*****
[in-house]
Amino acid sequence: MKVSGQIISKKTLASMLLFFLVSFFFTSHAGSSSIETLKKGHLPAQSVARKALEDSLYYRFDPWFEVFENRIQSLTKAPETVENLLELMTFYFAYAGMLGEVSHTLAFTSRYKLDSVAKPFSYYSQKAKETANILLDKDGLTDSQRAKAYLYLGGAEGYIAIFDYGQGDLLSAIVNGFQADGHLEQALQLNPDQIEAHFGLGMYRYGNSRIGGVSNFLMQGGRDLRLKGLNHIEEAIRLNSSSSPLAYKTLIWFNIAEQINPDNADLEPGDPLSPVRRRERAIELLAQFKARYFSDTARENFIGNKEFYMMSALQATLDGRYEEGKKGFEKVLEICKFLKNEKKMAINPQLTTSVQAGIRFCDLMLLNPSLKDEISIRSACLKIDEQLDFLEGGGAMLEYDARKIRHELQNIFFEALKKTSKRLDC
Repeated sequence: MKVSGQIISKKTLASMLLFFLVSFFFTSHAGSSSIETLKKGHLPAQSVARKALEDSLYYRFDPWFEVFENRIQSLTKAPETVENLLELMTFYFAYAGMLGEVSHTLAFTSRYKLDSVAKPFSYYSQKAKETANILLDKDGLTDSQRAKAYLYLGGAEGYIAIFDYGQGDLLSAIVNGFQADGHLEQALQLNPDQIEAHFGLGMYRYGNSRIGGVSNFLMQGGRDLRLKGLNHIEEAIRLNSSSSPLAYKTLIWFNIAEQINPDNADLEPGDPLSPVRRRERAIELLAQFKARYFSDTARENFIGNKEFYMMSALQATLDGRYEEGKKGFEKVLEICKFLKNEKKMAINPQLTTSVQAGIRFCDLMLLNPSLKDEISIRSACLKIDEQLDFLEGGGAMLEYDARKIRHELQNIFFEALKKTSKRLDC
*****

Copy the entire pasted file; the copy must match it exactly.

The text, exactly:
[in-house]
Amino acid sequence: MKVSGQIISKKTLASMLLFFLVSFFFTSHAGSSSIETLKKGHLPAQSVARKALEDSLYYRFDPWFEVFENRIQSLTKAPETVENLLELMTFYFAYAGMLGEVSHTLAFTSRYKLDSVAKPFSYYSQKAKETANILLDKDGLTDSQRAKAYLYLGGAEGYIAIFDYGQGDLLSAIVNGFQADGHLEQALQLNPDQIEAHFGLGMYRYGNSRIGGVSNFLMQGGRDLRLKGLNHIEEAIRLNSSSSPLAYKTLIWFNIAEQINPDNADLEPGDPLSPVRRRERAIELLAQFKARYFSDTARENFIGNKEFYMMSALQATLDGRYEEGKKGFEKVLEICKFLKNEKKMAINPQLTTSVQAGIRFCDLMLLNPSLKDEISIRSACLKIDEQLDFLEGGGAMLEYDARKIRHELQNIFFEALKKTSKRLDC
Repeated sequence: MKVSGQIISKKTLASMLLFFLVSFFFTSHAGSSSIETLKKGHLPAQSVARKALEDSLYYRFDPWFEVFENRIQSLTKAPETVENLLELMTFYFAYAGMLGEVSHTLAFTSRYKLDSVAKPFSYYSQKAKETANILLDKDGLTDSQRAKAYLYLGGAEGYIAIFDYGQGDLLSAIVNGFQADGHLEQALQLNPDQIEAHFGLGMYRYGNSRIGGVSNFLMQGGRDLRLKGLNHIEEAIRLNSSSSPLAYKTLIWFNIAEQINPDNADLEPGDPLSPVRRRERAIELLAQFKARYFSDTARENFIGNKEFYMMSALQATLDGRYEEGKKGFEKVLEICKFLKNEKKMAINPQLTTSVQAGIRFCDLMLLNPSLKDEISIRSACLKIDEQLDFLEGGGAMLEYDARKIRHELQNIFFEALKKTSKRLDC